With the rise of streaming services like Netflix and Hulu, we have seen a dramatic shift in the way TV shows are produced and released. Namely, as opposed to the more discontinuous, traditional style of releasing a new episode every week, full TV show seasons are now made available all at once, allowing viewers to binge watch whole seasons within a matter of days. In keeping with this new means of content delivery, “Russian Doll” embraces the growth of binge culture in television, as it tailors its storyline and production to create a more movie-like experience in the form of a television show.
“Russian Doll” follows a woman named Nadia who celebrates her 36th birthday at a party hosted by her friend Maxine in New York City. On that night, she is killed in a car accident, but instead of outright dying, she ends up reliving her 36th birthday from the beginning again. With this, she finds herself stuck in a loop where she repeatedly dies and is forced to relive her birthday party from the beginning. As she investigates this phenomenon, she meets a man named Alan who, like Nadia, is also stuck in a repeating death loop, except he continues to relive the day that his girlfriend of nine years breaks up with him. The two characters then work together to unravel this mysterious occurrence and to figure out how to escape their never-ending time loops.
While “Russian Doll’s” plot may sound very repetitious and hollow at the surface, the show deeply develops the background and personality of the main characters. Nadia is portrayed as a tough, cynical, and egotistical chain-smoker who lives largely in the moment and pushes away her problems, such as her guilt over her mother’s death. In contrast, Alan is portrayed as a caring, shy, and feeble man who struggles to get over his girlfriend Beatrice and the context behind their breakup. This foil between the two main characters creates a compelling duo that helps the story flow and makes the ending all the more satisfying. Supplementary characters like Mike and Horse also help keep the story dynamic and interesting by fleshing out their environment and creating complex relationships between the characters that help us learn more about Nadia and Alan’s true selves. Additionally, the ambiance and aesthetic from environments like Maxine’s apartment, paired with the show’s melancholic violin music and the repetition of the song “Gotta Get Out,” create an eerie mood that well suits the situation that the characters find themselves in. “Russian Doll” is not just a story about two characters who experience multiple deaths and find themselves stuck in a time loop, but rather, it is a story which explores underlying themes on friendship and on overcoming each other’s flaws.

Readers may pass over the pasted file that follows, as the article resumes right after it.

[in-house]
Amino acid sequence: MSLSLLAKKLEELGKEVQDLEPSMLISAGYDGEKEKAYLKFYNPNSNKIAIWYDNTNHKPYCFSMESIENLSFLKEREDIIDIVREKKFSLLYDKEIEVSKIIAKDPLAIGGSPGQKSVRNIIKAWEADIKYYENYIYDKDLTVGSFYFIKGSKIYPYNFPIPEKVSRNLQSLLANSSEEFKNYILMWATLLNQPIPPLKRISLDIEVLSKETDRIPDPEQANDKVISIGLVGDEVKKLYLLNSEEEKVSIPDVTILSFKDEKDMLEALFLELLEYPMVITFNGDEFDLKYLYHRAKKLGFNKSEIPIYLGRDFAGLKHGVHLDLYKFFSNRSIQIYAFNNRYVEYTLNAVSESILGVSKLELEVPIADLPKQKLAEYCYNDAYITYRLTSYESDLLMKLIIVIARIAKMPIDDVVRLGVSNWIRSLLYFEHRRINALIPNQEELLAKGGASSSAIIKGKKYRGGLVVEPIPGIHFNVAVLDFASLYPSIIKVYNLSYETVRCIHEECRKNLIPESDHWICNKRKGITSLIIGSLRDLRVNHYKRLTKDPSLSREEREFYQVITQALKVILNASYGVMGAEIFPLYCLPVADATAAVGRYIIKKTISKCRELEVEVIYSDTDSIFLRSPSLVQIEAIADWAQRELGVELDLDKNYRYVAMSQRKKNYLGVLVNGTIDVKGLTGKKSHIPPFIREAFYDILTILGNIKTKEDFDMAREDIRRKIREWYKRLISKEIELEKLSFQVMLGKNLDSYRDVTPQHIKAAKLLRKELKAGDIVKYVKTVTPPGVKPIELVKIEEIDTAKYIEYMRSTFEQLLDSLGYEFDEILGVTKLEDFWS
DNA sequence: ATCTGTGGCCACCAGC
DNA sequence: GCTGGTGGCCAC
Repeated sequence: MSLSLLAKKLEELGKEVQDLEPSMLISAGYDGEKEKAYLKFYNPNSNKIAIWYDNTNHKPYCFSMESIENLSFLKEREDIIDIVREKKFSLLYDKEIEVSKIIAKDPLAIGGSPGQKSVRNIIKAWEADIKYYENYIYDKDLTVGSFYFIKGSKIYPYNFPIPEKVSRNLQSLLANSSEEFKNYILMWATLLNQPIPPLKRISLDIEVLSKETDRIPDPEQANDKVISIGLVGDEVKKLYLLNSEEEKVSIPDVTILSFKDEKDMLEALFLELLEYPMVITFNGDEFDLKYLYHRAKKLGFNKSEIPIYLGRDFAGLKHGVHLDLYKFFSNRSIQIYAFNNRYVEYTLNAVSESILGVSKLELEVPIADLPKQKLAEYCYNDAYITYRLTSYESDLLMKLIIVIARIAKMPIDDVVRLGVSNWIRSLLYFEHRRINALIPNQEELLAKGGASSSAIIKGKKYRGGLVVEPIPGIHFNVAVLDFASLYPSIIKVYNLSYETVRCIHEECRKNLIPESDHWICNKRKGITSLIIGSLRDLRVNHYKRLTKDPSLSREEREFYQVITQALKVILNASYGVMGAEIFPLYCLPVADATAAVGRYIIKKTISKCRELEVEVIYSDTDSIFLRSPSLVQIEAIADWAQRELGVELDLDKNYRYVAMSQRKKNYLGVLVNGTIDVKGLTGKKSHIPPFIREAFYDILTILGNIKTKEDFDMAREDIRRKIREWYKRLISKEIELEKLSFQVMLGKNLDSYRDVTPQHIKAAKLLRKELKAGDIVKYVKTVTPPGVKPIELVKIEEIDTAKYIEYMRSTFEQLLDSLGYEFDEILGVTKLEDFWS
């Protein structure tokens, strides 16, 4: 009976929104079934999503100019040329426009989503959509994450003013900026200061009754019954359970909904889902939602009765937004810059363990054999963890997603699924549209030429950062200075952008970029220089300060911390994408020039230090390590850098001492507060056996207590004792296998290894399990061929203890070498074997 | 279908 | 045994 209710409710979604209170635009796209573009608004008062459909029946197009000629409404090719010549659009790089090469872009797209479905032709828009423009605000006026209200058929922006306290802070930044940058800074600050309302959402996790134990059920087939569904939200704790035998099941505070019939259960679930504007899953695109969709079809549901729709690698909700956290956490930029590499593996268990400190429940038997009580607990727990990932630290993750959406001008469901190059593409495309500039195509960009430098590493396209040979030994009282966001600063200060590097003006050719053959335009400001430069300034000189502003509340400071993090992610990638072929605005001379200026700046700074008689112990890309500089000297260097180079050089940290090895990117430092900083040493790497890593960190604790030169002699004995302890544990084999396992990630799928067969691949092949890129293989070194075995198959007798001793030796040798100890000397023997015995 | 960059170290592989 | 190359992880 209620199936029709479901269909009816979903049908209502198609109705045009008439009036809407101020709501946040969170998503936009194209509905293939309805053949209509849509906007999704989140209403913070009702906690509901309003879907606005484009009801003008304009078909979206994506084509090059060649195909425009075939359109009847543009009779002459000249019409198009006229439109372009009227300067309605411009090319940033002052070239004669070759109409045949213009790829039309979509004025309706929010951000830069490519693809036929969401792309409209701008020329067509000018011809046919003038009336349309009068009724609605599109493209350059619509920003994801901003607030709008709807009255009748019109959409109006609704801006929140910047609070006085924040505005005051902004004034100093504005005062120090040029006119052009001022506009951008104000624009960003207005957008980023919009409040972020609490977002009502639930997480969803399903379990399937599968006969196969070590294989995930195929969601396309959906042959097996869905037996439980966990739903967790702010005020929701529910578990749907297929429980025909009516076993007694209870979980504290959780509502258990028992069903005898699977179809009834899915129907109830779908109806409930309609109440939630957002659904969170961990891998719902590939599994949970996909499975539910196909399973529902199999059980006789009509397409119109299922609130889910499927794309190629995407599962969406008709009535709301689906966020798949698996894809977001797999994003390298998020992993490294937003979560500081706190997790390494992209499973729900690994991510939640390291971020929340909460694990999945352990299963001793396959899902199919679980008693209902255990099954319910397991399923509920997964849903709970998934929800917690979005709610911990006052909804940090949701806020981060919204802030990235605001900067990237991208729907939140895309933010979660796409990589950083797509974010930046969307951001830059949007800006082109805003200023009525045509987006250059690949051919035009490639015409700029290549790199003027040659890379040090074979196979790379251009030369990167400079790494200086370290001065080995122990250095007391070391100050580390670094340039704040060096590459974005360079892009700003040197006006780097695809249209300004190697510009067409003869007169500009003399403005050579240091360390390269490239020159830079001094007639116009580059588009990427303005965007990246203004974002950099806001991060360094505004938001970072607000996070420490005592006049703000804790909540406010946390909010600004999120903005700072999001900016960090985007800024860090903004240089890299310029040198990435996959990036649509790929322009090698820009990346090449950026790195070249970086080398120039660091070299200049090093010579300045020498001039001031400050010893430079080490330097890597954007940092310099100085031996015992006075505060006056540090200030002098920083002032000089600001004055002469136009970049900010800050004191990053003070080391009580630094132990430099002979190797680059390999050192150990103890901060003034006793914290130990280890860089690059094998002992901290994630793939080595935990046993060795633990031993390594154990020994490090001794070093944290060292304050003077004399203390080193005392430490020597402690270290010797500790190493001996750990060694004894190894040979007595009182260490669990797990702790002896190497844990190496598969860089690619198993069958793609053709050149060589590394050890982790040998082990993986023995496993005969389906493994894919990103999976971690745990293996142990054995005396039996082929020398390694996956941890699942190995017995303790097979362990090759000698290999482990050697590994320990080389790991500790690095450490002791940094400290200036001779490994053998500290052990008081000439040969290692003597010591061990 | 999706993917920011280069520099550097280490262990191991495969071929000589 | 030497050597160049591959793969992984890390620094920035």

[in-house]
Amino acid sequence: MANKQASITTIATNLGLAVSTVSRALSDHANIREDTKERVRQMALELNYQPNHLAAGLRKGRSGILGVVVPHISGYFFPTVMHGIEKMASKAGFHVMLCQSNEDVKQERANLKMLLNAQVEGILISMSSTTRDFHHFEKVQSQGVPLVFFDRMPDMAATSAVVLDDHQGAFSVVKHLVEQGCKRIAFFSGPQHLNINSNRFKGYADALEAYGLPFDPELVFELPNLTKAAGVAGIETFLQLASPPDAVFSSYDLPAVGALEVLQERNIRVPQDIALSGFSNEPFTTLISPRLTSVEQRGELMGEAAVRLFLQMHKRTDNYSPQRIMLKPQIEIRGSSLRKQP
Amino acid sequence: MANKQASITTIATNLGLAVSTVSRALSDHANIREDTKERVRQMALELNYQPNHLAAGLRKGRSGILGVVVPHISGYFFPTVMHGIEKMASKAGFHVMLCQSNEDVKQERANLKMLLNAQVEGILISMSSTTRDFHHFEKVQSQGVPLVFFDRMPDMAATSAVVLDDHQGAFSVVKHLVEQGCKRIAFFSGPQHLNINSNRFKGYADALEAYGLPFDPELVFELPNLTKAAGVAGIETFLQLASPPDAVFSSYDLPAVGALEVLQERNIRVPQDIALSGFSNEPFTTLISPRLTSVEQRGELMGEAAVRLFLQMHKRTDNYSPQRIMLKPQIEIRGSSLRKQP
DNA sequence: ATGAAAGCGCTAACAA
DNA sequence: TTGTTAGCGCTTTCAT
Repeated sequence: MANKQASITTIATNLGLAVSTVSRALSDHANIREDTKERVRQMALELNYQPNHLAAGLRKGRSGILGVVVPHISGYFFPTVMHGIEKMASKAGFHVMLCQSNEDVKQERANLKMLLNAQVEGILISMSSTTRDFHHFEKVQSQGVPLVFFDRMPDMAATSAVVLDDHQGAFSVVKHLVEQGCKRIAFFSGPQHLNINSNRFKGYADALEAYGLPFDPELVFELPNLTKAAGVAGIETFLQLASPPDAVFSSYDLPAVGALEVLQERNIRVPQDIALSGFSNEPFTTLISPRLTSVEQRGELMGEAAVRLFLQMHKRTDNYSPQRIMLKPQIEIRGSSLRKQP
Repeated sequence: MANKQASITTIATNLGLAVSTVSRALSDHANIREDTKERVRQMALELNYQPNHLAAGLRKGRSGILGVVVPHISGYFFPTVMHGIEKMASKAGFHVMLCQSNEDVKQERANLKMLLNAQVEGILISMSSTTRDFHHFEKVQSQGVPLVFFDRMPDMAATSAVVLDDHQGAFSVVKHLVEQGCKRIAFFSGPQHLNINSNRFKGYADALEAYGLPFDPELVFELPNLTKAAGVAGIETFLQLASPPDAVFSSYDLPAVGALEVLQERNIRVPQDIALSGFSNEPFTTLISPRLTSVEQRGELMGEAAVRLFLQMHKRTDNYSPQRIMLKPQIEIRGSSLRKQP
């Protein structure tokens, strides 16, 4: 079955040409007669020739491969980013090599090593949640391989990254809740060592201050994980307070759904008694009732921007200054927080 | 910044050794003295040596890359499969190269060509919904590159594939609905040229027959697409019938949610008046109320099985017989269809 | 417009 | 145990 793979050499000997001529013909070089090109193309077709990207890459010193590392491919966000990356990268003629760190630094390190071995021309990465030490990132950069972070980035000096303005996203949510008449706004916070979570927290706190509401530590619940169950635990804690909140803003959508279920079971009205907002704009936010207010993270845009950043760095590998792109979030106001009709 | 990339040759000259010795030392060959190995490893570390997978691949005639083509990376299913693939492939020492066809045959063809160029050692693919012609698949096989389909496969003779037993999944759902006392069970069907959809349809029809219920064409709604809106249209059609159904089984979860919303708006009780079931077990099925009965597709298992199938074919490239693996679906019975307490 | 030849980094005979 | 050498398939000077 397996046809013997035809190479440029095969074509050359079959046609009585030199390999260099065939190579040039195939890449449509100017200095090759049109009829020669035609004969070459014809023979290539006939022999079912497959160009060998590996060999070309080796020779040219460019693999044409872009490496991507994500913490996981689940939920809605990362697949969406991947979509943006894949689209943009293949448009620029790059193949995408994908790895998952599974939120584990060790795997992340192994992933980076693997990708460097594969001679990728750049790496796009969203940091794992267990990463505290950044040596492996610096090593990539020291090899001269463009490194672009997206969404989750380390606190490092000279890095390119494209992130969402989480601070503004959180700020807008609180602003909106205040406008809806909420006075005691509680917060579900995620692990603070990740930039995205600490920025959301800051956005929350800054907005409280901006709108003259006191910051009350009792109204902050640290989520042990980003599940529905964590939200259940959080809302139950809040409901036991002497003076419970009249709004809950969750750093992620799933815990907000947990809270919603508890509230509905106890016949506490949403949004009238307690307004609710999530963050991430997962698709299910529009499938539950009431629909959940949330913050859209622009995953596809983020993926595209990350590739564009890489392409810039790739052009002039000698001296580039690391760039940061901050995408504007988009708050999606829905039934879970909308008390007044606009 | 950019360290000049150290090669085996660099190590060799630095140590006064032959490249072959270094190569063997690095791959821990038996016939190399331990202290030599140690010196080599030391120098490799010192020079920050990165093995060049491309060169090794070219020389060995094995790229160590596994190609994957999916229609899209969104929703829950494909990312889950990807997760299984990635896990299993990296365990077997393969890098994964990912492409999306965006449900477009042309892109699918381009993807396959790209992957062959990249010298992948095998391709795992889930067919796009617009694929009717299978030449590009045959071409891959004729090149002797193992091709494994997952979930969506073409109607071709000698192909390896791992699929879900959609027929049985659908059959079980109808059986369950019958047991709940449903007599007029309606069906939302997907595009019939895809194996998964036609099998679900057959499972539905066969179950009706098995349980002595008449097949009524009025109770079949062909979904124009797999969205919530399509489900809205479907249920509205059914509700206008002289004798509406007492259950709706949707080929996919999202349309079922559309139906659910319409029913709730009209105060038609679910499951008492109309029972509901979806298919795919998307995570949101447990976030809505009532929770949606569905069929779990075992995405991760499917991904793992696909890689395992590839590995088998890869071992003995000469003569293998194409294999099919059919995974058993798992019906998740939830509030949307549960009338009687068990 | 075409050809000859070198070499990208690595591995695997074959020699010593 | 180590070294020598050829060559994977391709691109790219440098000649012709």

Additionally, aided by Netflix’s ad-free viewing experience and the release of the entire first season in one day, “Russian Doll’s” overall structure very much felt like a long movie that was broken into eight individual episodes, which, funnily enough, I found to be very effective. While, in a sense, the storyline was made discrete by breaking it down into shorter episodes, the lengths of the episodes made the viewing experience feel less intimidating and less like a chore, and the plot’s overall continuity made for a very entertaining show to watch in one sitting.
Although binge watching TV shows has become more commonplace nowadays, personally, I’m not a big fan of binge watching shows. To me, binge watching a TV show is akin to scarfing down a meal as quickly as possible; you don’t have enough time to truly enjoy and appreciate its taste. I feel like it’s better to leave some time in between watching episodes of a TV show to allow you to really internalize and think through the meaning and the significance of the events in the story before continuing. However, “Russian Doll’s” premise and overall movie-like feel left me captivated, and I couldn’t help but binge watch the entire first season in a day. Its intriguing storyline, deep character development, nice mix of comedy and drama, and meticulous attention to detail keep you engrossed and leave you wanting to know what will happen next. I couldn’t recommend it enough.